“People want to trust what they put in their mouths. That's a good thing.” From his home on Fat Pig Farm in Tasmania, former chef and food critic Matthew Evans is considering the clear shift towards a reconnection with our food.
“Food should be our friend, but stories of what's in food, how it is sometimes produced, how far it's travelled and its environmental and ethical concerns have led to a bit of a backlash,” he says. “In Australia, people are way more interested in where their food comes from than they were a decade or two ago. To me, it's simply that we went so far down the industrial route that there was an inevitable correction.”
Farmer Tammi Jonas is part of this backlash, and is helping the rest of us join in. With her family she runs Jonai Farms & Meatsmiths, raising pastured rare-breed Large Black pigs and a small herd of cattle on volcanic paddocks near Daylesford, Victoria. The open farm, with its in-house butchery, runs according to the ethicurean principles of ethical food consumption and enjoyment.
“The whole philosophy is radical transparency, and connecting people to how their food is grown,” says Jonas. As part of that, visitors to the farm can meet the pigs, “to see how they’re raised here compared to in the industrial system”, and take part in workshops such as sausage making, butchery and home curing. The winter-only salami days are particularly popular: a complete guide through the process of transforming a whole pig into a year’s supply of cured meat, including salami, pancetta, guanciale, lonza and prosciutto.
Among the regular participants are other “smallholders” keen to learn the skills in order to be self-sufficient on their own properties. “This space is going to become a lot more populated with people who are trying to grow food more fairly,” says Jonas. “I think people should not only watch that, but actively support it; give their business to the farmers who are doing it this way.”
Rohan Anderson is one such person hoping to pass on skills learned through his transition from an unhappy life of fast food to complete sustainability on his farm near Ballarat in Victoria, as documented candidly on his blog, Whole Larder Love.
“Making people aware of how their food impacts the environment and their own personal health makes a lot of sense to me,” he says. His plan is to create an educational and recreational space called The Nursery Project, also near Daylesford. Although a Kickstarter campaign last year failed to raise sufficient funds to set it in motion, the vision, community and tenacity is in place.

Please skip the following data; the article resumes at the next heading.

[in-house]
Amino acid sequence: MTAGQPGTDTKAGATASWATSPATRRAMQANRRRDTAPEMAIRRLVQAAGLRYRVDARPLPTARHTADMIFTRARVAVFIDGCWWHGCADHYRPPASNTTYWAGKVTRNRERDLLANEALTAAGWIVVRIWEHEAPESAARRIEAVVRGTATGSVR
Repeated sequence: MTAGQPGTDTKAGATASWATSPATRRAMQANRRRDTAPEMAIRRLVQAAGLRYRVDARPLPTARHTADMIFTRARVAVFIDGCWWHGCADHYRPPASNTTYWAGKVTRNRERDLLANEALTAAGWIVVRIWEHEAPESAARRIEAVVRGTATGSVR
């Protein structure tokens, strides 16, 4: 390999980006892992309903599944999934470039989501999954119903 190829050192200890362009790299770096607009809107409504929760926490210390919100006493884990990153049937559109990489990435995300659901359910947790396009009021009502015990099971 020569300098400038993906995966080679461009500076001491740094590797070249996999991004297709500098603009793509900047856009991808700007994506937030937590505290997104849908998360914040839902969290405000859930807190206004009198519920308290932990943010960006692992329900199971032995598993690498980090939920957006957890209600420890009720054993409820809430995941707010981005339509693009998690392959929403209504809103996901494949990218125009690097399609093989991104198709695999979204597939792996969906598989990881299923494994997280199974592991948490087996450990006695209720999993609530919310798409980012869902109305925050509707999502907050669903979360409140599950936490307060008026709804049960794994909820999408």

Anderson plans to bring together people with great ideas and the same ideology, around “paddocks full of different gardens, orchards, nut trees, animals and a place to hold events and functions. I’ve got this vision of a thing I call The Mess Hall, which is a dirty great big straw-bale barn. You can cook and run courses on how to make everything from tomato relish to sourdough bread to rabbit stew, or even how to cook veggies.”
“Just really simple stuff,” he says. Going backwards in order to move forwards.
“It is embracing and respecting nature in a way we may have unlearned to do,” explains Jan Gundlach, whose philosophy as culinary director of the Farmhouse Restaurant at the Pialligo Estate near Canberra is shared with Anderson and Jonas. “Coming from a small village in Germany, everything we had to eat came largely from our neighbours, friends’ gardens or local hunters. As a 12 year old, I would forage wild mushrooms and sell them to a local cannery. So, we haven't invented anything new.”
By reconnecting to our food, it’s not only our environmental and physical health we improve, but our mental health, too. “The research is pretty clear that society isn’t getting any happier, as we seek this lifestyle of convenience and ease,” says Jonas. “What happens is, having got rid of some of the work of the old ways, we now seek entertainment to replace it. Cooking, teaching and working hard with our bodies, hands and minds is what makes us happy.”
“There’s no better combination than going out on a boat to catch a fish, then coming back, lighting your own fire, having a beer and cooking it,” Luke Hanson agrees. Hanson, an agricultural scientist by trade, runs Pinetrees Lodge on Lord Howe Island: a destination famed for its kingfish, which swim in abundance in its pristine waters. Guests at the lodge join a fishing party before heading to the beach with their spoils for a traditional wood-fire barbeque.
They enjoy this, Hanson says, because they have buy-in to where their produce comes from. But because Lord Howe Island is a premium destination, he’s mindful to point out that increased awareness is not a universal concern. “People with disposable income and a bit of ideology care about these things,” he says, “but there are a lot of people driven by price.”
This “call back to basics”, Gundlach says, “Is luxury at this point in time. Hopefully it will be groomed to something the wider community is involved in. Like true luxury, it does not speak to markets, it speaks to individuals.”